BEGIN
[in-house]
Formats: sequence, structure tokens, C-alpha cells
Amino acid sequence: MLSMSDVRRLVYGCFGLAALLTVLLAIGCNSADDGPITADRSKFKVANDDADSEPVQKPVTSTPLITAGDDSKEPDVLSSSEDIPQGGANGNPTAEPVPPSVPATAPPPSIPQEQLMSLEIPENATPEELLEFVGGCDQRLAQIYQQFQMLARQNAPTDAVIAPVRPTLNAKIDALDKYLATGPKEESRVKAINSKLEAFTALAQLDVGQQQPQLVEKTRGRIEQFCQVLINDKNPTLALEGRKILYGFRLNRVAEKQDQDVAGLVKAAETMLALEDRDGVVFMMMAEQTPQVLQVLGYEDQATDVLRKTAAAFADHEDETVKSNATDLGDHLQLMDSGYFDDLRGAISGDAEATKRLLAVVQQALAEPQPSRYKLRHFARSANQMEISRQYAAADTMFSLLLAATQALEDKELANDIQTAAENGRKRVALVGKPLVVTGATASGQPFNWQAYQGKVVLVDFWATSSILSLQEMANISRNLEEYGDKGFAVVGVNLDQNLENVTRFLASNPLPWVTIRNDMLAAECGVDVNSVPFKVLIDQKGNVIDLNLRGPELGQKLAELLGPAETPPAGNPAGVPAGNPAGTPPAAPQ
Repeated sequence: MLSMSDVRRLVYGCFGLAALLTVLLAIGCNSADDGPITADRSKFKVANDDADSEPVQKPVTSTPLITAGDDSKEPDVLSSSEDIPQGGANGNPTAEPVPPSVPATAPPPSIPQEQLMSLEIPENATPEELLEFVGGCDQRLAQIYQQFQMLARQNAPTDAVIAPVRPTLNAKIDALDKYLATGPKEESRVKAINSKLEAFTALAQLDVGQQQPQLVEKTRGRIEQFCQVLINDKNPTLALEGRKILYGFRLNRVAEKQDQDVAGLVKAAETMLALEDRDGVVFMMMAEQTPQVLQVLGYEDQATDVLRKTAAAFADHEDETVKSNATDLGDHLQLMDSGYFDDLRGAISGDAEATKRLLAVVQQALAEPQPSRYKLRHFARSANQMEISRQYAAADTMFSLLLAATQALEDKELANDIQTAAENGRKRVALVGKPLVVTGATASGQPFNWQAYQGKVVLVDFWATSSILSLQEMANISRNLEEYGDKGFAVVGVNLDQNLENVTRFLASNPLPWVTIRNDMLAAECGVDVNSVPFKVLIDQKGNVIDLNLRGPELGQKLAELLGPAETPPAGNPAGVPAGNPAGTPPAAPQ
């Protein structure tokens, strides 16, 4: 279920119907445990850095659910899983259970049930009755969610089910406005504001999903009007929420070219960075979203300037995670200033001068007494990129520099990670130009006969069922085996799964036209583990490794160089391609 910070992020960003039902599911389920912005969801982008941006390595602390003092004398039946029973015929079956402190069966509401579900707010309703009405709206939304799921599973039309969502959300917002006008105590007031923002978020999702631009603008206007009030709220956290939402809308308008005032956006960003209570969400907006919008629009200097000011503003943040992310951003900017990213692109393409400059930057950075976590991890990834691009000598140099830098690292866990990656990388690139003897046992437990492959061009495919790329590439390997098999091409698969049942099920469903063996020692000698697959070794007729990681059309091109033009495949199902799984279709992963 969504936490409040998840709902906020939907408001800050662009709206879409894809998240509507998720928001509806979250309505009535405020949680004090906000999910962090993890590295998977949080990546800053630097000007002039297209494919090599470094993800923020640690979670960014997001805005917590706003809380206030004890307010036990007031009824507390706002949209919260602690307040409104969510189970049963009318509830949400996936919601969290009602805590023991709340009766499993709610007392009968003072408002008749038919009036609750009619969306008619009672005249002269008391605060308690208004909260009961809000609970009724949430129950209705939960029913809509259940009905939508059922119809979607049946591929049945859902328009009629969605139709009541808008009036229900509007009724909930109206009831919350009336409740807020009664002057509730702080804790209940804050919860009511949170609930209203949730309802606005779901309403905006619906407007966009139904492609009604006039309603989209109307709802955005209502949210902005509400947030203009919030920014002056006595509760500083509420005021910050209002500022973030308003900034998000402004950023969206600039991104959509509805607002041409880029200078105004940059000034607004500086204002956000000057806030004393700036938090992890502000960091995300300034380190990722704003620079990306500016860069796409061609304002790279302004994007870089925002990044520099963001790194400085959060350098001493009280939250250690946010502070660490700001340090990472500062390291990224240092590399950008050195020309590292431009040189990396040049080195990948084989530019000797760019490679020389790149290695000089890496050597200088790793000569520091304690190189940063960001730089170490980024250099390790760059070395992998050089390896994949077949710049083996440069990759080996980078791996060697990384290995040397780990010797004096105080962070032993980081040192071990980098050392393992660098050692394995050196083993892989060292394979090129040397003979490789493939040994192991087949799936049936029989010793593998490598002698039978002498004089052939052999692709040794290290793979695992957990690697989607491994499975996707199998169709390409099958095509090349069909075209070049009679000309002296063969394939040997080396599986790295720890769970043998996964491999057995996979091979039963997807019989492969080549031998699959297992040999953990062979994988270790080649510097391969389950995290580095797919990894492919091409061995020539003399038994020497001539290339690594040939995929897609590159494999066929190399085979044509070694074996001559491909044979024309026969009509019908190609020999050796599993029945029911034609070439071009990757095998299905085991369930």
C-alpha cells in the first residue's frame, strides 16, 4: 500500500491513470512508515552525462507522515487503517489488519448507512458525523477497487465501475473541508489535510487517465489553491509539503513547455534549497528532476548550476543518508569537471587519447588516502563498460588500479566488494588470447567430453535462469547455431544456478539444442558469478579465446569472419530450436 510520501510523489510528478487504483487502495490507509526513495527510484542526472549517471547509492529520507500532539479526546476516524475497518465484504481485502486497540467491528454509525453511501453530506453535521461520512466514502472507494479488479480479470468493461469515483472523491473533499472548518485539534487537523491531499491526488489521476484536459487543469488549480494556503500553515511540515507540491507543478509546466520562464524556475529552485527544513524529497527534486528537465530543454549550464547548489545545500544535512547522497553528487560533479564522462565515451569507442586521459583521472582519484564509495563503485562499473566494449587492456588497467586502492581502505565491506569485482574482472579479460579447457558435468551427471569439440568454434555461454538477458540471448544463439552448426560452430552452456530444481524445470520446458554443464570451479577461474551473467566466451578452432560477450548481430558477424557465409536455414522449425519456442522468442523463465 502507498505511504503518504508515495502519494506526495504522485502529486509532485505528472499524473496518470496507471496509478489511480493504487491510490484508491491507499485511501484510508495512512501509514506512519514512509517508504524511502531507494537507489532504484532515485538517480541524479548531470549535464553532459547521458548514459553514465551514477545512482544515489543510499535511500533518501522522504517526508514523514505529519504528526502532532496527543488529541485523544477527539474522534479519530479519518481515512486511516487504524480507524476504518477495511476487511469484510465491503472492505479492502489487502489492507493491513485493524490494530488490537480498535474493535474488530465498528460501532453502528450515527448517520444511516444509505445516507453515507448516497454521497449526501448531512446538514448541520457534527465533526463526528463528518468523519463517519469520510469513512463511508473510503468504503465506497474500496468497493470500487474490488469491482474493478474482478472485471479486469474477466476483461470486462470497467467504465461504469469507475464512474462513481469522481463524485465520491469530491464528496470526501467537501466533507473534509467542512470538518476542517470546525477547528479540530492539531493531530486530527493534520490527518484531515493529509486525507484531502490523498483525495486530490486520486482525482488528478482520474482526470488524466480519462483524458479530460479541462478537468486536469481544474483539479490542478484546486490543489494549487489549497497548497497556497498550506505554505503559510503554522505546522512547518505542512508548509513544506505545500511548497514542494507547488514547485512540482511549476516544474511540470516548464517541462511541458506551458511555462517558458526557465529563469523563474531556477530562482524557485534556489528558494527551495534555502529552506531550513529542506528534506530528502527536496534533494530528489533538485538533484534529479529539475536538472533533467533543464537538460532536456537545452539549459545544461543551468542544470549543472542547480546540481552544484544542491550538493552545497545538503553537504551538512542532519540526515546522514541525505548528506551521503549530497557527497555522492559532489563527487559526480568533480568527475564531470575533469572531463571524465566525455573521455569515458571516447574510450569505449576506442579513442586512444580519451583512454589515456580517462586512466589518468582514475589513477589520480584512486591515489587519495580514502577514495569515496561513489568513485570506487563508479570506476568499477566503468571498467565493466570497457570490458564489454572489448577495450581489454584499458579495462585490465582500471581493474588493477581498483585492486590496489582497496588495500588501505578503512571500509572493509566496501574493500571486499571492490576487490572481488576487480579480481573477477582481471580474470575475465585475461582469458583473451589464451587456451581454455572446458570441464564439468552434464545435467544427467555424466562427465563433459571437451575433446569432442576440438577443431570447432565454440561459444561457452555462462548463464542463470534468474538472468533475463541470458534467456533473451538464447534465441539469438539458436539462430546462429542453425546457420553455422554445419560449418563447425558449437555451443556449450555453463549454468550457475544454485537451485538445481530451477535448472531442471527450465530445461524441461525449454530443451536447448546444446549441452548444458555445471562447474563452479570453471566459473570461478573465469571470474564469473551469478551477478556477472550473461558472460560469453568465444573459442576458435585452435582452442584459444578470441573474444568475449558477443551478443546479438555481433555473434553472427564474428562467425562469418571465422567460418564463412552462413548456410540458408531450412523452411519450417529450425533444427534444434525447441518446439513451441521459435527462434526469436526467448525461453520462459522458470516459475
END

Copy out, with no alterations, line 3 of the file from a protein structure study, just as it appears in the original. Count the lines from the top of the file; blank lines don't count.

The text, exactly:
Amino acid sequence: MLSMSDVRRLVYGCFGLAALLTVLLAIGCNSADDGPITADRSKFKVANDDADSEPVQKPVTSTPLITAGDDSKEPDVLSSSEDIPQGGANGNPTAEPVPPSVPATAPPPSIPQEQLMSLEIPENATPEELLEFVGGCDQRLAQIYQQFQMLARQNAPTDAVIAPVRPTLNAKIDALDKYLATGPKEESRVKAINSKLEAFTALAQLDVGQQQPQLVEKTRGRIEQFCQVLINDKNPTLALEGRKILYGFRLNRVAEKQDQDVAGLVKAAETMLALEDRDGVVFMMMAEQTPQVLQVLGYEDQATDVLRKTAAAFADHEDETVKSNATDLGDHLQLMDSGYFDDLRGAISGDAEATKRLLAVVQQALAEPQPSRYKLRHFARSANQMEISRQYAAADTMFSLLLAATQALEDKELANDIQTAAENGRKRVALVGKPLVVTGATASGQPFNWQAYQGKVVLVDFWATSSILSLQEMANISRNLEEYGDKGFAVVGVNLDQNLENVTRFLASNPLPWVTIRNDMLAAECGVDVNSVPFKVLIDQKGNVIDLNLRGPELGQKLAELLGPAETPPAGNPAGVPAGNPAGTPPAAPQ